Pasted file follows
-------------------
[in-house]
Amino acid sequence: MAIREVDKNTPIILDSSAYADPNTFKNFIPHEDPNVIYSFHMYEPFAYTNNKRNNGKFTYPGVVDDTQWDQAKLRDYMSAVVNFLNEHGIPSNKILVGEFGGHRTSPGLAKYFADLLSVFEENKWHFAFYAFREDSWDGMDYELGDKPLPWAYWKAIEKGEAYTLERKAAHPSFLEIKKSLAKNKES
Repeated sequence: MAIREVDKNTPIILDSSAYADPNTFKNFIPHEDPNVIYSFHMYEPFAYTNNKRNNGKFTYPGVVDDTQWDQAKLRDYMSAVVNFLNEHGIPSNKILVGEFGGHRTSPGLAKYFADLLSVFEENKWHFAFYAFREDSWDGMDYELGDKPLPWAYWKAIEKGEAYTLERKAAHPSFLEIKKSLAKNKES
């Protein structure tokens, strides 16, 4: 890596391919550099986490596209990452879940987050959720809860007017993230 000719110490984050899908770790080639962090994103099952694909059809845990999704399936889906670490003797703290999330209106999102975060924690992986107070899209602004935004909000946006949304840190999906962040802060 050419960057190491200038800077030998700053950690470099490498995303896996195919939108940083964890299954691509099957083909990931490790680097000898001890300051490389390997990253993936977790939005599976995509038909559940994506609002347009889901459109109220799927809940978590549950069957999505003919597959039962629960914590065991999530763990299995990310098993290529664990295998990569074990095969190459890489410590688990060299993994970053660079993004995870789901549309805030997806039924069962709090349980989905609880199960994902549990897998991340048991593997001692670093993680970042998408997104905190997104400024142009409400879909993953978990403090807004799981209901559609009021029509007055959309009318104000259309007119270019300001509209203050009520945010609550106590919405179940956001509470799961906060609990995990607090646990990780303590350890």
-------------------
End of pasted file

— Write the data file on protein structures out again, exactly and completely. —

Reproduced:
[in-house]
Amino acid sequence: MAIREVDKNTPIILDSSAYADPNTFKNFIPHEDPNVIYSFHMYEPFAYTNNKRNNGKFTYPGVVDDTQWDQAKLRDYMSAVVNFLNEHGIPSNKILVGEFGGHRTSPGLAKYFADLLSVFEENKWHFAFYAFREDSWDGMDYELGDKPLPWAYWKAIEKGEAYTLERKAAHPSFLEIKKSLAKNKES
Repeated sequence: MAIREVDKNTPIILDSSAYADPNTFKNFIPHEDPNVIYSFHMYEPFAYTNNKRNNGKFTYPGVVDDTQWDQAKLRDYMSAVVNFLNEHGIPSNKILVGEFGGHRTSPGLAKYFADLLSVFEENKWHFAFYAFREDSWDGMDYELGDKPLPWAYWKAIEKGEAYTLERKAAHPSFLEIKKSLAKNKES
């Protein structure tokens, strides 16, 4: 890596391919550099986490596209990452879940987050959720809860007017993230 000719110490984050899908770790080639962090994103099952694909059809845990999704399936889906670490003797703290999330209106999102975060924690992986107070899209602004935004909000946006949304840190999906962040802060 050419960057190491200038800077030998700053950690470099490498995303896996195919939108940083964890299954691509099957083909990931490790680097000898001890300051490389390997990253993936977790939005599976995509038909559940994506609002347009889901459109109220799927809940978590549950069957999505003919597959039962629960914590065991999530763990299995990310098993290529664990295998990569074990095969190459890489410590688990060299993994970053660079993004995870789901549309805030997806039924069962709090349980989905609880199960994902549990897998991340048991593997001692670093993680970042998408997104905190997104400024142009409400879909993953978990403090807004799981209901559609009021029509007055959309009318104000259309007119270019300001509209203050009520945010609550106590919405179940956001509470799961906060609990995990607090646990990780303590350890």